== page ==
‘It’s everything:’ Here’s how a pair of Senate races in Georgia in January could decide whether Congress enacts a $3.4 trillion stimulus plan

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Warnock and Ossoff

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President-elect Joe Biden is on course to assume office on January 20, but the balance of power in Washington is still unresolved with a pair of Senate runoffs in Georgia just two weeks before Biden’s inauguration. 

In one race, Democrat Jon Ossoff is challenging Republican Sen. David Perdue, while Republican Sen. Kelly Loeffler is facing off against Democrat Raphael Warnock in the second runoff. The results will determine which party controls the Senate in an extraordinary period of public health and economic challenges  — and how many federal dollars are pumped into the economy early next year. 

The scope of another economic aid package in on the ballot as Georgians cast their votes on January 5. Democrats and most Republicans agree one is needed, but they have clashed for months over its size and the level of federal support necessary to support an economic recovery many economists say is weakening. Unemployment claims ticked up last week for the first time since early October.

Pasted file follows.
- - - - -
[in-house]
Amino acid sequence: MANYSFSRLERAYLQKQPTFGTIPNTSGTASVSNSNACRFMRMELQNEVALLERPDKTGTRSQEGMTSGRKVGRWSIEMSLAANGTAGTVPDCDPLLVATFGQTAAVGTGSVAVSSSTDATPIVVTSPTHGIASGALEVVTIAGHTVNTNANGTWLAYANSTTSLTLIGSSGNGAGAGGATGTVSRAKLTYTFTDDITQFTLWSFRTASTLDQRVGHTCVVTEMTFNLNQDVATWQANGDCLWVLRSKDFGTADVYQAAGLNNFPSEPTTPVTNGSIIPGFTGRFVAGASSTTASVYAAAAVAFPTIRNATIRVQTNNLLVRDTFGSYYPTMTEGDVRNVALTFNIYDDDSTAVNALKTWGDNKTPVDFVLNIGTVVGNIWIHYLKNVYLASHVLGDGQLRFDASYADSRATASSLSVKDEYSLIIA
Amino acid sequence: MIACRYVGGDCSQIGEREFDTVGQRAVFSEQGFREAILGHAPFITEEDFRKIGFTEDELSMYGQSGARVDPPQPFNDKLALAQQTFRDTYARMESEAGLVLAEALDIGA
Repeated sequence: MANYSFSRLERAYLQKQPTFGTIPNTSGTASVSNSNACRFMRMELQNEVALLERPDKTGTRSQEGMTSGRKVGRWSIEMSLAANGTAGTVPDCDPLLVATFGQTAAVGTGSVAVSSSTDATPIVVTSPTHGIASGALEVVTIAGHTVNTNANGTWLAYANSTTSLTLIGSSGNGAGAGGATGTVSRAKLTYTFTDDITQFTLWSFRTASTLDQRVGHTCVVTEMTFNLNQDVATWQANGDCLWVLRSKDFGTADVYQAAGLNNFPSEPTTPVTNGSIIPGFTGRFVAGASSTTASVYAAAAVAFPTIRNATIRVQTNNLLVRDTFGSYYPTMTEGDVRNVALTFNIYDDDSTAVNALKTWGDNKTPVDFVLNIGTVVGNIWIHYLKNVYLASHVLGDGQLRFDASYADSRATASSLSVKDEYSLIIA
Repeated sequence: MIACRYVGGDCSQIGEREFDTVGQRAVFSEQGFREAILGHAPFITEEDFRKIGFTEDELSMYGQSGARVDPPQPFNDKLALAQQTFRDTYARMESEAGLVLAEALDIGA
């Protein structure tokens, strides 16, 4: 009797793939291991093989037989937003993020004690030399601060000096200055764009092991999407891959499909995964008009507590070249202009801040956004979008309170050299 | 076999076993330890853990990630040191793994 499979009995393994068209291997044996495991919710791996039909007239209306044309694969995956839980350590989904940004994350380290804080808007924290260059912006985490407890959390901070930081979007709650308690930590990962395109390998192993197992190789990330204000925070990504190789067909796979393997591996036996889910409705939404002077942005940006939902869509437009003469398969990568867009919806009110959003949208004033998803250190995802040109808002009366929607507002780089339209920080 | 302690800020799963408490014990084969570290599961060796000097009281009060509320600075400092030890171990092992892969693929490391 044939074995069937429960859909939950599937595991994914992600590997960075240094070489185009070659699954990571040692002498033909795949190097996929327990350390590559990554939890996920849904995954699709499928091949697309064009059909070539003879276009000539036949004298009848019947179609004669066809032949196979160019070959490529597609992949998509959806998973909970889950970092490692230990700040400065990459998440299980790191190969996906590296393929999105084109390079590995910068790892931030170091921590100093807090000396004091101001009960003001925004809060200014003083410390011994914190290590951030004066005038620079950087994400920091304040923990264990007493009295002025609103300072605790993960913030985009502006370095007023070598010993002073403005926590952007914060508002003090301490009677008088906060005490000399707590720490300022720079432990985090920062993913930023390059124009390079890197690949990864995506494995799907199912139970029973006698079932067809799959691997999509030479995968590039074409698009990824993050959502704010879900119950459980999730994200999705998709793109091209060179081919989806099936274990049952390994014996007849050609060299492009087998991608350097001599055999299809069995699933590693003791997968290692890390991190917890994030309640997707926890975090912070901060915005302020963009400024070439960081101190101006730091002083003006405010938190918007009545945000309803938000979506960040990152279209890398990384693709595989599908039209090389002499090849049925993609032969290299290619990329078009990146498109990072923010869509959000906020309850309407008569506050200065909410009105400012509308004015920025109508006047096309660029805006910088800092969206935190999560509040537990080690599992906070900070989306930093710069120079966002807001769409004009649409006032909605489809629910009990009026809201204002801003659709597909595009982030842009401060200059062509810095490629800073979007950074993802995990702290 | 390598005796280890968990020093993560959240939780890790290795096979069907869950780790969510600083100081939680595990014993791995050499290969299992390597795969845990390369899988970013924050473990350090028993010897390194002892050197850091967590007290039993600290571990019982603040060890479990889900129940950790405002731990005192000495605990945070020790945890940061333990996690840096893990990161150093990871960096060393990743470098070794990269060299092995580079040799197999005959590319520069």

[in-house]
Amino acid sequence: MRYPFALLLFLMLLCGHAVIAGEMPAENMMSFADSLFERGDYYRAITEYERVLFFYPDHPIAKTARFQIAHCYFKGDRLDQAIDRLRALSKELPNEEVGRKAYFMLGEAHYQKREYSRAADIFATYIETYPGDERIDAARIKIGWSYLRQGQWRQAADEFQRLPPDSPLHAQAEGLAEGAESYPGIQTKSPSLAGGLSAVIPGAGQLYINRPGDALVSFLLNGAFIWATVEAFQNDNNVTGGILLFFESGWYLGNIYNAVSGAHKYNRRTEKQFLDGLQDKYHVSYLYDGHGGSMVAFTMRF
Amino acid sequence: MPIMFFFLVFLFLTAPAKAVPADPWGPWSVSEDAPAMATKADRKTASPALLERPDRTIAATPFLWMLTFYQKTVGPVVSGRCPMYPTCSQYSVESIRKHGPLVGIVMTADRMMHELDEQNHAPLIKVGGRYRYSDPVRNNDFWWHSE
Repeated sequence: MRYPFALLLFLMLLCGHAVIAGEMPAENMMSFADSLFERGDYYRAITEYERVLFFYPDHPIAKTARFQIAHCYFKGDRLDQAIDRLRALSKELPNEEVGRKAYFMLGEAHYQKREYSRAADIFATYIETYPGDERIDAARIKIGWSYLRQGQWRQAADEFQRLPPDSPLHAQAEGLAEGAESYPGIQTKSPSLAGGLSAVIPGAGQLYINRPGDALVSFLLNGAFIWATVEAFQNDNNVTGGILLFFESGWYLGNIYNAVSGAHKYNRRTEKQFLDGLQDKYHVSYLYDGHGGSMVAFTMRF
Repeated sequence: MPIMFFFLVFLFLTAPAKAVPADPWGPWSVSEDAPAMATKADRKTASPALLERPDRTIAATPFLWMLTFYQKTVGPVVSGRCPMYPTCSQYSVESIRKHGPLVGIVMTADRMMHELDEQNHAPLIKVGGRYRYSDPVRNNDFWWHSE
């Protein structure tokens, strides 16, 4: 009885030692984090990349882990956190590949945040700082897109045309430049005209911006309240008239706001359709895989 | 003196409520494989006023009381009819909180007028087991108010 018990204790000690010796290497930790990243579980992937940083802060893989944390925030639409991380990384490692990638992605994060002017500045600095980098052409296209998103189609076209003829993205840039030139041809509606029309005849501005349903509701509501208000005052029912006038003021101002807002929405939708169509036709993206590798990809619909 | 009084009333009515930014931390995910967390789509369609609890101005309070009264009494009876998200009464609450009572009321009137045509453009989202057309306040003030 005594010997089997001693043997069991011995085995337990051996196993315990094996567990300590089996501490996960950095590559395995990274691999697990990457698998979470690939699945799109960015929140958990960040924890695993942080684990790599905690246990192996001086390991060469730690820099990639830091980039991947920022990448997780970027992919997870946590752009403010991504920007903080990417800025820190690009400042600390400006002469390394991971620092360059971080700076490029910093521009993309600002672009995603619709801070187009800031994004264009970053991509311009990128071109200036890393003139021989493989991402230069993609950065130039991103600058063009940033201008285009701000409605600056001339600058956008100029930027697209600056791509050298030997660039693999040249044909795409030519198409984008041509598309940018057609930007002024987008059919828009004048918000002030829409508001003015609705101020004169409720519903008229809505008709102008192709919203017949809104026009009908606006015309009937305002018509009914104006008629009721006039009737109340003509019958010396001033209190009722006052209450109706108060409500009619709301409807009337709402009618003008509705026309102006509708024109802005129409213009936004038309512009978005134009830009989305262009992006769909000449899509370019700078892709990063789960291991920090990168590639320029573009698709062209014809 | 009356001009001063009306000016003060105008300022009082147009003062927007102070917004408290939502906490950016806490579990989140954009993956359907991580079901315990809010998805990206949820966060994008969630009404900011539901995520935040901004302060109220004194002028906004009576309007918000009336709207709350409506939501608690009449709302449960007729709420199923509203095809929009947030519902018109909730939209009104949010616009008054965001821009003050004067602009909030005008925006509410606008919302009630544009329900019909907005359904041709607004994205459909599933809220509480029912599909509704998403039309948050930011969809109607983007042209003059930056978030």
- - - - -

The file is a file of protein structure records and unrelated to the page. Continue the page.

Neither side has budged since Biden defeated President Donald Trump in the election on November 3 and the gulf between the two parties may only be widening in the lame-duck session. The president-elect this week praised the expansive Heroes Act which the House passed in May, even as Republicans have rejected it for months as a progressive wishlist.

Now Democrats are pinning their hopes on winning both races in the state and gain a threadbare majority, leaving Vice President-elect Kamala Harris to cast tie-breaking votes. Under that scenario, Democrats could use a legislative maneuver to pass pandemic-relief and other tax and spending measures with a simple majority and no GOP votes. 

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“It’s everything on stimulus,” Heidi Schierholz, policy director of the left-leaning Economic Policy Institute, told Business Insider. “It’s everything because if there is a Democratic-controlled Senate, they will be able to get a sizable package through reconciliation.”

She continued: “Without that, it will come down to Senate Republicans on what a relief package, if any, looks like. They’ve given plenty of signals where they are on that.”

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The GOP supports a much smaller relief plan than the $3.4 trillion package that Democrats and Biden are seeking. Republicans continue to push …read more

Source:: Business Insider

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